Released by: Vinegar Syndrome
Released on: April 9, 2013.
Director: Chester Fox, Alex Stevens
Cast: Sandra Peabody, George Spencer, John Moser, Chris Jordan, Brother Theodore, Anne Gaybis
Year: 1973 Purchase From Amazon
As the liner notes included with this release from Vinegar Syndrome detail, there aren’t a whole lot of details floating around out there about Chester Fox and Alex Stevens’ film, Massage Parlor Murders. The IMDB lists it as a 1976 production under the alternate title Massage Parlor Hookers but evidently it was announced in 1973 and submitted to the MPAA for an R-rating that same year, but an article was written about the movie in adult magazine Genesis in 1974. It’s all rather confusing, but at the same time pretty interesting, particularly when you learn who had a hand in what in regards to the production and distribution of the movie.
But what’s it all about? Well when the movie begins we see a man in a room with a lovely massage parlor attendant named Rosie (Chris Jordan) – but not for long, because after the camera lingers on her nude body for a bit, she’s murdered in cold blood. Thankfully two of New York’s finest – a younger blondish guy named Jimmy O'Mara (John Moser) and a surlier older guy named Danny Rizotti (George Spencer) are on the case and they follow a clue or two and soon wind up at the apartment she shared with her roommate, Gwen (Sandra Peabody). Before you know it, Gwen and Jimmy are an item while surly, grumpy Danny is bitching at his poor wife (who, it should be noted, hands him a cold can of Budweiser every time he comes home from work) about the case.
Before you know it, another body appears, and then another and it starts to look like there’s a serial killer about preying on the women of Manhattan’s finest rub ‘n tugs. Our detectives chase down a guy named Mr. Creepy (Law & Order’s George Dzundza!), but no dice. Jimmy attends a pool orgy only to wind up in a high speed chase across Manhattan’s west side where he takes down a fuzzy dude in a leather jacket, but that doesn’t add up either. Eventually they find themselves face to face with a spiritualist lunatic named Theodore (Brother Theodore) but just like the earlier leads, this one just doesn’t check out. The killer, on the other hand, is getting increasingly daring with his murders and the pressure is starting to get to poor Danny!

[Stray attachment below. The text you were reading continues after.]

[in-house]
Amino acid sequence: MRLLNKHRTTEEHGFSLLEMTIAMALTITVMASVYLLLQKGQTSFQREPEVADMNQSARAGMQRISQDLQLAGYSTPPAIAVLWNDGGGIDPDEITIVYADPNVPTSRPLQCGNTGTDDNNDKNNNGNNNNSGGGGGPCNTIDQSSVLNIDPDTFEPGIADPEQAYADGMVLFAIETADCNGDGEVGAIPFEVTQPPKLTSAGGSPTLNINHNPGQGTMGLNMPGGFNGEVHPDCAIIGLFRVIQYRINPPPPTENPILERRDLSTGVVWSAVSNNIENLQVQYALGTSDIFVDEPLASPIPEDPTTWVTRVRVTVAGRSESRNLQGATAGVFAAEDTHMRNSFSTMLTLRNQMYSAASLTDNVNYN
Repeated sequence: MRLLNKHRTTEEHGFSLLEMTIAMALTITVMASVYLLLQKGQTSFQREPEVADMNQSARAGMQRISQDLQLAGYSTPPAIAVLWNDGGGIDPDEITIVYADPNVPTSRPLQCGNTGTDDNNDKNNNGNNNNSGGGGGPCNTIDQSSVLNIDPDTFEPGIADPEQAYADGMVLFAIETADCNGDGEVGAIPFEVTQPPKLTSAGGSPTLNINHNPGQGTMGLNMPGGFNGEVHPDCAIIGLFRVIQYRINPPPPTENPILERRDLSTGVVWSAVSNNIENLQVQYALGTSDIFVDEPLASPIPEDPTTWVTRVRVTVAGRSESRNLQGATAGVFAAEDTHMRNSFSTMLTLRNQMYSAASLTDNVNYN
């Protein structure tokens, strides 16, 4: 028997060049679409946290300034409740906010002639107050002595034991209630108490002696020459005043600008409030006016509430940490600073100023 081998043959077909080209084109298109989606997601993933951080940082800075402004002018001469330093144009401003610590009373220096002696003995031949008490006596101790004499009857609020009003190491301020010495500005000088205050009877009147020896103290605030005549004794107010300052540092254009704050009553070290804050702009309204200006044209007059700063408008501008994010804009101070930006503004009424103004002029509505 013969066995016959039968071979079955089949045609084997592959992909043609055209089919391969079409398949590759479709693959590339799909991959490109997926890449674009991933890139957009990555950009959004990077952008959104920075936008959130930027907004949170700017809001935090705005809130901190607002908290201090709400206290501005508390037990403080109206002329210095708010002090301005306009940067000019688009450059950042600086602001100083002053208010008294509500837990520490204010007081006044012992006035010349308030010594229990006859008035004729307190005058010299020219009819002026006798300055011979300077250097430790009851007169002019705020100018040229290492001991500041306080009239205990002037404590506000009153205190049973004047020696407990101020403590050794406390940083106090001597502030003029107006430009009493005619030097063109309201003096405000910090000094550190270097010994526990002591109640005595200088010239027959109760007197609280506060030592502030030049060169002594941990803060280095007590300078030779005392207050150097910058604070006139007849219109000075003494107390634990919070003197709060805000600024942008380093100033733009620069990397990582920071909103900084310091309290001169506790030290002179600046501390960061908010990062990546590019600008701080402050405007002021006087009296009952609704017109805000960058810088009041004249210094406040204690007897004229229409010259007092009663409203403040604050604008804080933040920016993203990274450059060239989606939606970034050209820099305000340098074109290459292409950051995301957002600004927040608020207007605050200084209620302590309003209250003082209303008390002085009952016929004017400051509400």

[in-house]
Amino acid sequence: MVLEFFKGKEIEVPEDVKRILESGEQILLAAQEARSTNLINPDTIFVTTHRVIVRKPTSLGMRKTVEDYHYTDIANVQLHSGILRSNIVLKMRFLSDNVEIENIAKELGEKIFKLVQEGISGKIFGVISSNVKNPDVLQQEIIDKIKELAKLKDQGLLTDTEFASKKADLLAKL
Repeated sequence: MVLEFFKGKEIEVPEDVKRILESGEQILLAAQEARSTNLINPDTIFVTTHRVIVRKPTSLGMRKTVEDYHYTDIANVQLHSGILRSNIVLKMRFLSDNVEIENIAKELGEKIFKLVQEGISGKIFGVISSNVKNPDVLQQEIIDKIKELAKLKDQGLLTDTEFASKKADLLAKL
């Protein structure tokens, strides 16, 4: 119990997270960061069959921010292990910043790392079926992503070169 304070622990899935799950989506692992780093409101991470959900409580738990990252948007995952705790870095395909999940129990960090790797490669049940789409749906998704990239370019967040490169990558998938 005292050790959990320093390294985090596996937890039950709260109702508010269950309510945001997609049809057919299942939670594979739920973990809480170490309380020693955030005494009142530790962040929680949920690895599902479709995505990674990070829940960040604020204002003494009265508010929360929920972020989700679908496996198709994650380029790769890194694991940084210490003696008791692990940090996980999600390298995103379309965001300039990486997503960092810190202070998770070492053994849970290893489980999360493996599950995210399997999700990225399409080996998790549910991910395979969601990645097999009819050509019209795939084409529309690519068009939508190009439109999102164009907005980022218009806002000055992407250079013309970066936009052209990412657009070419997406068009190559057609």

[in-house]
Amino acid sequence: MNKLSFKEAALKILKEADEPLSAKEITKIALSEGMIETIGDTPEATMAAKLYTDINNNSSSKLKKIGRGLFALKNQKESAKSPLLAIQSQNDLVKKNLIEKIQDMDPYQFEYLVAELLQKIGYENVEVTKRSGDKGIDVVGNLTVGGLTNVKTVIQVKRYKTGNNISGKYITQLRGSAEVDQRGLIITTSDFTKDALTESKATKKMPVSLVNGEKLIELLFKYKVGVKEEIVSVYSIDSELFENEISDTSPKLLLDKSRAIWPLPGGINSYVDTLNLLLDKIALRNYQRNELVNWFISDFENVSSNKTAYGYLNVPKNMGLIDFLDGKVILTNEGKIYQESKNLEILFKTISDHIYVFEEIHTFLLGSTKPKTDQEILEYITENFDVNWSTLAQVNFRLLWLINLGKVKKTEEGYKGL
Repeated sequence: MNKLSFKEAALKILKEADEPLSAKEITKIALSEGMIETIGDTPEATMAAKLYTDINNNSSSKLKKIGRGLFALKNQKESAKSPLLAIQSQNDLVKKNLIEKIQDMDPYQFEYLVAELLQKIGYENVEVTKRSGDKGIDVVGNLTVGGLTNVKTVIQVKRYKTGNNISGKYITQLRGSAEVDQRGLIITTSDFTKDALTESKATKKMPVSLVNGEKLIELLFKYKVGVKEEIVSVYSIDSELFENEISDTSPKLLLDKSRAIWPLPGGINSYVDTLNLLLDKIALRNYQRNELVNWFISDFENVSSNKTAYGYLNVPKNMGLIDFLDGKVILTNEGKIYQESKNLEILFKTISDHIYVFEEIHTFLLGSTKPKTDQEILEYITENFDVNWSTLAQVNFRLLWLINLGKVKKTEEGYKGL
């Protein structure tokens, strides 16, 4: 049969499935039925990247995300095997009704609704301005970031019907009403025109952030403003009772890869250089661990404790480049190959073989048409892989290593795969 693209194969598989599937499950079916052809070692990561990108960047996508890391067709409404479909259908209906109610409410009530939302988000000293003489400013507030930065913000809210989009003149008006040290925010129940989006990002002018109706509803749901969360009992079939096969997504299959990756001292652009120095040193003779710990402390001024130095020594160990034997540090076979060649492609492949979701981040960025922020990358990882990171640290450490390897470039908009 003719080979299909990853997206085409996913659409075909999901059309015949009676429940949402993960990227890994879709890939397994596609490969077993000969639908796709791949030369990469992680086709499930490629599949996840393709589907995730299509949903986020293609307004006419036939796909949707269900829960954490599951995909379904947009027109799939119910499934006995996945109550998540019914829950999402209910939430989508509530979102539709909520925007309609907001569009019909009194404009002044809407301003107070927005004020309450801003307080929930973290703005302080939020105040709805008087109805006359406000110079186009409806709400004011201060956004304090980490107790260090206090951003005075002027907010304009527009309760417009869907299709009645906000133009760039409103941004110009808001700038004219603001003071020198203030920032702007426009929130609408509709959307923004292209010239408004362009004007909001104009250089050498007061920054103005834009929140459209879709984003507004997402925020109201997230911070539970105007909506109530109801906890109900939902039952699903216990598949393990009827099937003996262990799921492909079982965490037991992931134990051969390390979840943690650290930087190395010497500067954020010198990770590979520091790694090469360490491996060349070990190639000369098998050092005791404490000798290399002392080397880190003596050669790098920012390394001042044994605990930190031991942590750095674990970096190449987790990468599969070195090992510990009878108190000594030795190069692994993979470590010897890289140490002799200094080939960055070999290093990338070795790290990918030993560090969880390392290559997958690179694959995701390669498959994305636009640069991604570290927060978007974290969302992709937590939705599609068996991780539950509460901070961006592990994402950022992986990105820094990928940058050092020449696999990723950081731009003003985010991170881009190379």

In terms of plotting, Massage Parlor Murders isn’t going to blow anyone away but don’t let that stop you, as this one comes up aces in pretty much every other department that matters. Well, maybe not every department, but it’s awesome. You want a quirky case of B-movie veterans? You got it. Check out Joe Sarno regular Chris Jordan in that early murder scene looking good and while she’s only on screen for a few minutes, it’s cool to see her pop up here. Last House On The Left’s Sandra Peabody (or, if you prefer, Sandra Cassell), gets a considerably more substantial role here as she and Jimmy hobnob about New York City, taking in the sights in Times Square, making out in an apartment and enjoying a picnic in what looks to be Central Park. We even get an appearance from the one and only Brother Theodore here, spouting off dialogue that’ll make your head spin as he rants to the cops about his plans to reappear on the other side of the Hudson River and his wishes to have his head replaced with broccoli. Look for Basket Case’s Beverly Bonner playing one of the massage parlor attendants
The movie is paced well and the chase scene through Manhattan is well shot and impressive. In fact, the camera work does a great job of capturing those vintage seventies locations that make movies like this so interesting for so many people. There are plenty of marquees in the backgrounds showing off different seventies movies from all manner of genres to spot and a few interesting New York landmark, some no longer with us, scattered throughout the film. There’s plenty of female skin on display thanks to the lovely ladies of the cast and the murder scenes don’t shy away from stage blood, even if observant viewers may notice a dead body breathing or blinking here and there. All of this is set to a ridiculously eclectic score that alternates between fuzzed out guitar heavy rock and soft, tinkling elevator music – very strange. At eighty minutes in length the movie doesn’t overstay its welcome or ever feel padded. It’s lean, it’s mean, and it delivers exactly what you want it to.